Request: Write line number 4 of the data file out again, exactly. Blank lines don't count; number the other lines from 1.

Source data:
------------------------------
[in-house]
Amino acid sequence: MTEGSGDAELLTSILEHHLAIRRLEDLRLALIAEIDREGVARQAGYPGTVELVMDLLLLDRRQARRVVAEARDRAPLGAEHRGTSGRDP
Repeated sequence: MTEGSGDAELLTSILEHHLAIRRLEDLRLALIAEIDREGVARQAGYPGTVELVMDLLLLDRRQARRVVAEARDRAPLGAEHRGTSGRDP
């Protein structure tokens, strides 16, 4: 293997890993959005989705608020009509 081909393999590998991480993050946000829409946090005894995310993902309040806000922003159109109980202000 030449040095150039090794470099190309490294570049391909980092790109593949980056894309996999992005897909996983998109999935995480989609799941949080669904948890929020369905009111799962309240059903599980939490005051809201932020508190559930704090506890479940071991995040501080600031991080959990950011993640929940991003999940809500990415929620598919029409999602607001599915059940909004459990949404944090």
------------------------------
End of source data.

């Protein structure tokens, strides 16, 4: 293997890993959005989705608020009509 081909393999590998991480993050946000829409946090005894995310993902309040806000922003159109109980202000 030449040095150039090794470099190309490294570049391909980092790109593949980056894309996999992005897909996983998109999935995480989609799941949080669904948890929020369905009111799962309240059903599980939490005051809201932020508190559930704090506890479940071991995040501080600031991080959990950011993640929940991003999940809500990415929620598919029409999602607001599915059940909004459990949404944090």